Procedures To Treat Fibroids

In my last blog, I discussed fibroid tumors of the uterus and different medical treatments.  Today, I will discuss procedural treatments.  Remember, fibroids grow due to hormonal influence, but are fed through a blood supply.  They cannot survive without the blood supply, much like any muscle in the body, including the heart.

Depending on the location of the fibroid, it can be accessed by going through the vagina into the uterus (hysteroscopically) or by entering the abdomen and removing it from the outside of the uterus or by cutting into the uterus.  This procedure is called a myomectomy.  An abdominal myomectomy can be done through a large incision on the abdomen or via the laparoscope or the robot.  A myomectomy is usually reserved for women who want to keep their uterus, either because they want children or they just aren’t comfortable having the entire uterus removed.

If a myomectomy is to be done through a small incision, the fibroid needs to be small enough to get out through that incision.  We have an instrument called the morcellator that is similar to an apple peeler.  It allows larger fibroids to be removed through a small incision.  Recently, this instrument was removed from the market due to fears about spreading cancer.  Your provider can discuss this in more detail with you if you decide to have a myomectomy.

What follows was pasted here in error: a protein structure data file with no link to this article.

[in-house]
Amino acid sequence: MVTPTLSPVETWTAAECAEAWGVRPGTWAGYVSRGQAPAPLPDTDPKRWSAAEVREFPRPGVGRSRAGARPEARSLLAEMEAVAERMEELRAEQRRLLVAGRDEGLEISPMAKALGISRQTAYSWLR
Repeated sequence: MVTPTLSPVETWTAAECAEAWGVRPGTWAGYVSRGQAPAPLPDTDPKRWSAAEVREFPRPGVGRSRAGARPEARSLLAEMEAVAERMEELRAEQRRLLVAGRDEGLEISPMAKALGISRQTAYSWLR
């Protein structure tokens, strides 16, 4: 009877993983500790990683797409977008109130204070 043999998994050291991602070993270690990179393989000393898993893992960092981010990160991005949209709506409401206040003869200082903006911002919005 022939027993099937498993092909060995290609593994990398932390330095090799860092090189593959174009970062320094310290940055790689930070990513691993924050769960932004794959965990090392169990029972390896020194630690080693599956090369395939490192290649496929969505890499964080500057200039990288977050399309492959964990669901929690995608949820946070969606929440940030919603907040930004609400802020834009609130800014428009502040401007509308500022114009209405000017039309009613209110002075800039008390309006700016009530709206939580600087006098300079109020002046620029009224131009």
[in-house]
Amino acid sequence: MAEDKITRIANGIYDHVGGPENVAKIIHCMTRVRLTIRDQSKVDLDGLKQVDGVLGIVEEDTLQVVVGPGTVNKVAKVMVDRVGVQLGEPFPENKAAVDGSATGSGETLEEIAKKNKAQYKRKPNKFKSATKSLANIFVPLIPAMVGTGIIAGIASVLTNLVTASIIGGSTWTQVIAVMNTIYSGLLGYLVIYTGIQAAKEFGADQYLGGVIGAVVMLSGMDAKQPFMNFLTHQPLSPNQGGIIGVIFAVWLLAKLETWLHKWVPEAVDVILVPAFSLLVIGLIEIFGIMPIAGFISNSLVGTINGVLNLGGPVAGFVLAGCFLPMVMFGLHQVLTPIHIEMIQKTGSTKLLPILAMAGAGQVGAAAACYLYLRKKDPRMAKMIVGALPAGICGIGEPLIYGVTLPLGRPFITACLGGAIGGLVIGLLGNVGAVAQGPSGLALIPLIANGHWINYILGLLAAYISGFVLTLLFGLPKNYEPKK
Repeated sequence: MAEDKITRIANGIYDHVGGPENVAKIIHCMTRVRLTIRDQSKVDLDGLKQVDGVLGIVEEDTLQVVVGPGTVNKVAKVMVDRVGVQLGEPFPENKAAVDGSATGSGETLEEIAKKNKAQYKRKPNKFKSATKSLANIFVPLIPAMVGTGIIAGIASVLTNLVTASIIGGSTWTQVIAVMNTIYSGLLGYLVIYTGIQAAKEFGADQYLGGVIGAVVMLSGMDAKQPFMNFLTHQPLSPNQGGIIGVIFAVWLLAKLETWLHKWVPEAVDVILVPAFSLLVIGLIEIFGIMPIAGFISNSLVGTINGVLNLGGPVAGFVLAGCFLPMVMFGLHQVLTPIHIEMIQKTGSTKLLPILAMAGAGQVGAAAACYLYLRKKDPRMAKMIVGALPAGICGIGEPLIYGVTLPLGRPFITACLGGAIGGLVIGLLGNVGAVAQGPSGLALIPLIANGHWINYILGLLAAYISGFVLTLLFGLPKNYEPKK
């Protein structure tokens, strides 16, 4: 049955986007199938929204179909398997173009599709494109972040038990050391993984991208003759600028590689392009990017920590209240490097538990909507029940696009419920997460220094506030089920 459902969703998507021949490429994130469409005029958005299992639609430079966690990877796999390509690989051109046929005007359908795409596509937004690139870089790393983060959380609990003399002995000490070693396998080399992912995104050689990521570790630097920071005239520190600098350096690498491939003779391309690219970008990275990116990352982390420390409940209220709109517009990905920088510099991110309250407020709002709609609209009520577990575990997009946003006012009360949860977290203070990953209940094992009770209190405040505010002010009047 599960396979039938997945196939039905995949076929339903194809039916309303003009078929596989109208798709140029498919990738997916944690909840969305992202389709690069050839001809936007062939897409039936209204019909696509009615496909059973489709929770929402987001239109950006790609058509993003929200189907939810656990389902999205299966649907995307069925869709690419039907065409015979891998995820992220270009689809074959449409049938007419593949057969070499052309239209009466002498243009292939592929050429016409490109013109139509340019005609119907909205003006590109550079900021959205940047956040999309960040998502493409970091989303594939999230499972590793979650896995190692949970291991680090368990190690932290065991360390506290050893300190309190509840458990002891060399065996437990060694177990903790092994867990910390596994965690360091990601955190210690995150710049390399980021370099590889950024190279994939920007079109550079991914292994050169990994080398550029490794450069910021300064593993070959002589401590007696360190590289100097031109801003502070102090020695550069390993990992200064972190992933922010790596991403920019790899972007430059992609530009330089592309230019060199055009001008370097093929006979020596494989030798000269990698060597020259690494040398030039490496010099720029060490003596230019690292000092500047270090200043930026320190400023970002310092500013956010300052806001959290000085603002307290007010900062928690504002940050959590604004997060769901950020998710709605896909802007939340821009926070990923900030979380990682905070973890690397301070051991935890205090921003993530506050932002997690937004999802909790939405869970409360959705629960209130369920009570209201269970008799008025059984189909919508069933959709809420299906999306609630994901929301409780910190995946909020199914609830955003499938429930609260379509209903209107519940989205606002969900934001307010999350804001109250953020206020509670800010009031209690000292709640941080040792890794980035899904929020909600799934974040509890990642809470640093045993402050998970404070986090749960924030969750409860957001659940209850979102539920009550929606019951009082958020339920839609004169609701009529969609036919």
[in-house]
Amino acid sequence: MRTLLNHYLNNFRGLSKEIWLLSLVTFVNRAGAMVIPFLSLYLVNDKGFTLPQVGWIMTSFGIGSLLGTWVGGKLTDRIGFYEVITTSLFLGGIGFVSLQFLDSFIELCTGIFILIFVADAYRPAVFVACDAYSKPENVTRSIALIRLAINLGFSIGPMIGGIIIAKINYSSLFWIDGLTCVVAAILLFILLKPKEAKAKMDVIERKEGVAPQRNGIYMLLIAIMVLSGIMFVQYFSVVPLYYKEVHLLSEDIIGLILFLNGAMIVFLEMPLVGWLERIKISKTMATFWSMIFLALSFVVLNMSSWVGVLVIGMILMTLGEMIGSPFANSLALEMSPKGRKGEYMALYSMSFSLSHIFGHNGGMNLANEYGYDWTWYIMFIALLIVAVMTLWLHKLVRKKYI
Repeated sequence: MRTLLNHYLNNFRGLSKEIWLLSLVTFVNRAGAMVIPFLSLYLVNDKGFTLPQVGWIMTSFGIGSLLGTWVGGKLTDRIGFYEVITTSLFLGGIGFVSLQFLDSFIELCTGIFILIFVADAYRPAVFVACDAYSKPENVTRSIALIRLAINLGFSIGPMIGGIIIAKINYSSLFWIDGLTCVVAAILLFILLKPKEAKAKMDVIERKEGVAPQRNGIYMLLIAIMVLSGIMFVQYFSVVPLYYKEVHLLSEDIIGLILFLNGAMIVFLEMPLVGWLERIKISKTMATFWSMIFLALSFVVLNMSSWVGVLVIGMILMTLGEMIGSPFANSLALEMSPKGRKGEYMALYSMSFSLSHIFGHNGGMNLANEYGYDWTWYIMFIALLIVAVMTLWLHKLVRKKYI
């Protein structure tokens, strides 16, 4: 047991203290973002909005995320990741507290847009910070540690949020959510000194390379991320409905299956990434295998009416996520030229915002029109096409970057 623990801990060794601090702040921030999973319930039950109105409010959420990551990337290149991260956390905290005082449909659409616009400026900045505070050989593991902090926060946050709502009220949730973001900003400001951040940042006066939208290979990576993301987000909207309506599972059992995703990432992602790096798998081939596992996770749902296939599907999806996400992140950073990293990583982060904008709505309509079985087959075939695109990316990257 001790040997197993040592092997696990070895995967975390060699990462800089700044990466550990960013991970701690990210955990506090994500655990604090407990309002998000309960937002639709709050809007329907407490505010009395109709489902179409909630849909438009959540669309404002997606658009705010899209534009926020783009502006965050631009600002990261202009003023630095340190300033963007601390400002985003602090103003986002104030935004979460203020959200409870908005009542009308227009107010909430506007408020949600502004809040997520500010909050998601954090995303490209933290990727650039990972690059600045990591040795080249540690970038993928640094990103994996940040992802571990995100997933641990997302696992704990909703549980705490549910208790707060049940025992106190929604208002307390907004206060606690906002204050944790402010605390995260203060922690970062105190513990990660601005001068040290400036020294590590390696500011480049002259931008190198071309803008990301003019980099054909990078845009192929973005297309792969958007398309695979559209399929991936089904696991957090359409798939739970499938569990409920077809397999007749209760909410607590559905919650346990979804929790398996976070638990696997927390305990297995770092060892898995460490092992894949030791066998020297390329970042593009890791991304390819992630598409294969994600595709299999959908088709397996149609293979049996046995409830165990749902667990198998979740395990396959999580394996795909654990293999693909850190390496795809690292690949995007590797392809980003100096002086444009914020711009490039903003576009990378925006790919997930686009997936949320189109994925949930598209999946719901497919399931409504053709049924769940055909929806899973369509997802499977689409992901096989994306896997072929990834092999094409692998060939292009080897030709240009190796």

Another option is to have the entire uterus removed (a hysterectomy).  This is an option for women who are finished having babies and don’t want to go through the risk of more fibroids growing.  Remember, just because the uterus is removed doesn’t mean the ovaries will be removed.  So a hysterectomy does not equate to menopause.

There is a procedure called Uterine Artery Embolization that occludes the blood supply to the fibroid.  This is performed by an Interventional Radiologist.  The physician accesses the artery that supplies the fibroid through the patient’s groin.  There are no incisions.  The patient spends the night in the hospital for pain management and the fibroid shrinks due to loss of blood supply over the next several weeks.

There are other ways to destroy a fibroid using various energy sources guided by imaging techniques such as ultrasound and MRI.  These procedures can be done through small incisions on the abdomen.  These are not necessarily done at all institutions, so you may need to seek out a physician who routinely does one of these modalities.

Let me reiterate, fibroids do not necessarily need any treatment.  Unfortunately, many women are affected by heavy bleeding and are interested in definitive therapy.